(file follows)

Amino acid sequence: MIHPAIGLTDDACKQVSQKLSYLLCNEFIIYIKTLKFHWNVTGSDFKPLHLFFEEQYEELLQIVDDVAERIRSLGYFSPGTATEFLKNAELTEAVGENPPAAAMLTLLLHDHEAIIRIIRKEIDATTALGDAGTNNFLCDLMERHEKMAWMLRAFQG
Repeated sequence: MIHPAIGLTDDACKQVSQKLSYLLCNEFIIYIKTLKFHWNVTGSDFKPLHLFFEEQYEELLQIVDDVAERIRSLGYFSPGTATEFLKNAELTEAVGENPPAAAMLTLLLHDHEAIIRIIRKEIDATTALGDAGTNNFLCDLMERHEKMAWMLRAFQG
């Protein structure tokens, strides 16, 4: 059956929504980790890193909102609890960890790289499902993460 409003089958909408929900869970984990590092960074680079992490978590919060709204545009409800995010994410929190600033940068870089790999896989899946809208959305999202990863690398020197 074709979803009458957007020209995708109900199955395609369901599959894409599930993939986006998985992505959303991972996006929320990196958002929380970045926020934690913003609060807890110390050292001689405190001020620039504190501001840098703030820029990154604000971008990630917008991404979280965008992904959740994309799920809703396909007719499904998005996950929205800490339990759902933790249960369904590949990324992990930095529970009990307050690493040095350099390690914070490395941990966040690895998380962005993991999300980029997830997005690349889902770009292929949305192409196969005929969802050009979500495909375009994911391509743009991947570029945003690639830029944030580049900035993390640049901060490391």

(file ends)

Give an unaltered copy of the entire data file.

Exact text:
Amino acid sequence: MIHPAIGLTDDACKQVSQKLSYLLCNEFIIYIKTLKFHWNVTGSDFKPLHLFFEEQYEELLQIVDDVAERIRSLGYFSPGTATEFLKNAELTEAVGENPPAAAMLTLLLHDHEAIIRIIRKEIDATTALGDAGTNNFLCDLMERHEKMAWMLRAFQG
Repeated sequence: MIHPAIGLTDDACKQVSQKLSYLLCNEFIIYIKTLKFHWNVTGSDFKPLHLFFEEQYEELLQIVDDVAERIRSLGYFSPGTATEFLKNAELTEAVGENPPAAAMLTLLLHDHEAIIRIIRKEIDATTALGDAGTNNFLCDLMERHEKMAWMLRAFQG
């Protein structure tokens, strides 16, 4: 059956929504980790890193909102609890960890790289499902993460 409003089958909408929900869970984990590092960074680079992490978590919060709204545009409800995010994410929190600033940068870089790999896989899946809208959305999202990863690398020197 074709979803009458957007020209995708109900199955395609369901599959894409599930993939986006998985992505959303991972996006929320990196958002929380970045926020934690913003609060807890110390050292001689405190001020620039504190501001840098703030820029990154604000971008990630917008991404979280965008992904959740994309799920809703396909007719499904998005996950929205800490339990759902933790249960369904590949990324992990930095529970009990307050690493040095350099390690914070490395941990966040690895998380962005993991999300980029997830997005690349889902770009292929949305192409196969005929969802050009979500495909375009994911391509743009991947570029945003690639830029944030580049900035993390640049901060490391």